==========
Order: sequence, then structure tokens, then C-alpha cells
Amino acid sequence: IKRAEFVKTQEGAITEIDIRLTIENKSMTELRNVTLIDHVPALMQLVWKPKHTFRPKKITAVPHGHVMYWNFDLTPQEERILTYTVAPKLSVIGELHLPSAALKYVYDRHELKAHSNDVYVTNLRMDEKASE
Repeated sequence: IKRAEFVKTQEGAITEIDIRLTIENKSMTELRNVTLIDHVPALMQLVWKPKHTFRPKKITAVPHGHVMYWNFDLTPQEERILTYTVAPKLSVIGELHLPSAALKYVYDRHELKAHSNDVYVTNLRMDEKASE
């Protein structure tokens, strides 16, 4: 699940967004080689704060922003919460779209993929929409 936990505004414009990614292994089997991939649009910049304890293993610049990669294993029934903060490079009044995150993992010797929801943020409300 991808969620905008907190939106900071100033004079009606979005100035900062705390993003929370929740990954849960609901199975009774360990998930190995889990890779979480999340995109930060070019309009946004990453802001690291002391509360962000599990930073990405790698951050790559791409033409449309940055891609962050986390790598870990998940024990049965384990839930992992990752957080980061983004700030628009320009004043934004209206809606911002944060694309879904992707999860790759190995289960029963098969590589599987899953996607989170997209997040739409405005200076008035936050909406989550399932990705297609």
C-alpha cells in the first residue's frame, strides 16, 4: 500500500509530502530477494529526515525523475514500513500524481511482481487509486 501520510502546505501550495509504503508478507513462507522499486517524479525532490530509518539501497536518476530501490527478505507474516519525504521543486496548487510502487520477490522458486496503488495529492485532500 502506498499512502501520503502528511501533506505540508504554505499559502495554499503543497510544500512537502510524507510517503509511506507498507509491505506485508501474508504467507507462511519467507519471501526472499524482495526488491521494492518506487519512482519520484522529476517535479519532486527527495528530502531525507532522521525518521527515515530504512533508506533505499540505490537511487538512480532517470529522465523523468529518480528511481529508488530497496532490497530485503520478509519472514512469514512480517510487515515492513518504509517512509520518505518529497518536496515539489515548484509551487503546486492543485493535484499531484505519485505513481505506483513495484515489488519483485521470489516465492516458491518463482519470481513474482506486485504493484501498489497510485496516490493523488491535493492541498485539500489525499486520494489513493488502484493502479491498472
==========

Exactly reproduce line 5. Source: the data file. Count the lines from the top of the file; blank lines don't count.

C-alpha cells in the first residue's frame, strides 16, 4: 500500500509530502530477494529526515525523475514500513500524481511482481487509486 501520510502546505501550495509504503508478507513462507522499486517524479525532490530509518539501497536518476530501490527478505507474516519525504521543486496548487510502487520477490522458486496503488495529492485532500 502506498499512502501520503502528511501533506505540508504554505499559502495554499503543497510544500512537502510524507510517503509511506507498507509491505506485508501474508504467507507462511519467507519471501526472499524482495526488491521494492518506487519512482519520484522529476517535479519532486527527495528530502531525507532522521525518521527515515530504512533508506533505499540505490537511487538512480532517470529522465523523468529518480528511481529508488530497496532490497530485503520478509519472514512469514512480517510487515515492513518504509517512509520518505518529497518536496515539489515548484509551487503546486492543485493535484499531484505519485505513481505506483513495484515489488519483485521470489516465492516458491518463482519470481513474482506486485504493484501498489497510485496516490493523488491535493492541498485539500489525499486520494489513493488502484493502479491498472